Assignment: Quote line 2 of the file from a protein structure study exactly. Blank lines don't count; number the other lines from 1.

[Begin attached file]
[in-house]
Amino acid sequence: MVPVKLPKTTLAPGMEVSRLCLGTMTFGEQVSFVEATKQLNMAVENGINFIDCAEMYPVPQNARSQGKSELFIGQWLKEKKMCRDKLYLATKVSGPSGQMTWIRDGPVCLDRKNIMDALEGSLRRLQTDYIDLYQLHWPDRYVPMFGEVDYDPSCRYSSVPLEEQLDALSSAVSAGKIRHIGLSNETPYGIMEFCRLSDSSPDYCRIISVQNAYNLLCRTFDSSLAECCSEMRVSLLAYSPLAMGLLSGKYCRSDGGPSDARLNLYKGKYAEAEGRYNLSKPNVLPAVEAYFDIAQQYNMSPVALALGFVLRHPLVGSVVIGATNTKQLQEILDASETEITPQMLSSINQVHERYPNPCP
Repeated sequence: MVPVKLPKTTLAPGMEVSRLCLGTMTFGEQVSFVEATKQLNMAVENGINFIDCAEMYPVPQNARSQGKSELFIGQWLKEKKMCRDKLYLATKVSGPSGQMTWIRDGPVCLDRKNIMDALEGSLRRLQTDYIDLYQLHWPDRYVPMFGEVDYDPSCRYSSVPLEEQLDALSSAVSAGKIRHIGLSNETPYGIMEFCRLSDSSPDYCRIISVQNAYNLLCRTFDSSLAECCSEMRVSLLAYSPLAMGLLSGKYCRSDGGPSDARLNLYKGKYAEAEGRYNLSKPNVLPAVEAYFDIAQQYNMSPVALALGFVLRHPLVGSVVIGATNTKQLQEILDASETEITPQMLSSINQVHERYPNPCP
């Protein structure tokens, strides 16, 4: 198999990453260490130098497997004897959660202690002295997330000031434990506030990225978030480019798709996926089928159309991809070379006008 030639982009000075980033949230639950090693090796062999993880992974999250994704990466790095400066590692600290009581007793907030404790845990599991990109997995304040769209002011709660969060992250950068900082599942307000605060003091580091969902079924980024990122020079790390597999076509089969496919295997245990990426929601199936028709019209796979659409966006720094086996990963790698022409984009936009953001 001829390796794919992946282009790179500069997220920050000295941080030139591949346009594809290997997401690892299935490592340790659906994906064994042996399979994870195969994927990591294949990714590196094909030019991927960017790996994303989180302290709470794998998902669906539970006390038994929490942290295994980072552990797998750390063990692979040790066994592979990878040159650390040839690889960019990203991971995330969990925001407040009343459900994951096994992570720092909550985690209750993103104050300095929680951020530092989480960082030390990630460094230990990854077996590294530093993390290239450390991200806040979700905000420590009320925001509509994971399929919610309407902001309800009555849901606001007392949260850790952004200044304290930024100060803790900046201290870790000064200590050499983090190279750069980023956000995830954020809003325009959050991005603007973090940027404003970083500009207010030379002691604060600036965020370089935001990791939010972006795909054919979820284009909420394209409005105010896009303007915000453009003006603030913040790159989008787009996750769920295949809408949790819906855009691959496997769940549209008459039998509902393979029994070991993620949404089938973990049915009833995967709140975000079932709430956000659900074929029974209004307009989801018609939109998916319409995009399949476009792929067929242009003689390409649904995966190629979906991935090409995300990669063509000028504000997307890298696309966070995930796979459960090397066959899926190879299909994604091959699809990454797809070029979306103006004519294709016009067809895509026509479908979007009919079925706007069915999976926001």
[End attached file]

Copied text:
Amino acid sequence: MVPVKLPKTTLAPGMEVSRLCLGTMTFGEQVSFVEATKQLNMAVENGINFIDCAEMYPVPQNARSQGKSELFIGQWLKEKKMCRDKLYLATKVSGPSGQMTWIRDGPVCLDRKNIMDALEGSLRRLQTDYIDLYQLHWPDRYVPMFGEVDYDPSCRYSSVPLEEQLDALSSAVSAGKIRHIGLSNETPYGIMEFCRLSDSSPDYCRIISVQNAYNLLCRTFDSSLAECCSEMRVSLLAYSPLAMGLLSGKYCRSDGGPSDARLNLYKGKYAEAEGRYNLSKPNVLPAVEAYFDIAQQYNMSPVALALGFVLRHPLVGSVVIGATNTKQLQEILDASETEITPQMLSSINQVHERYPNPCP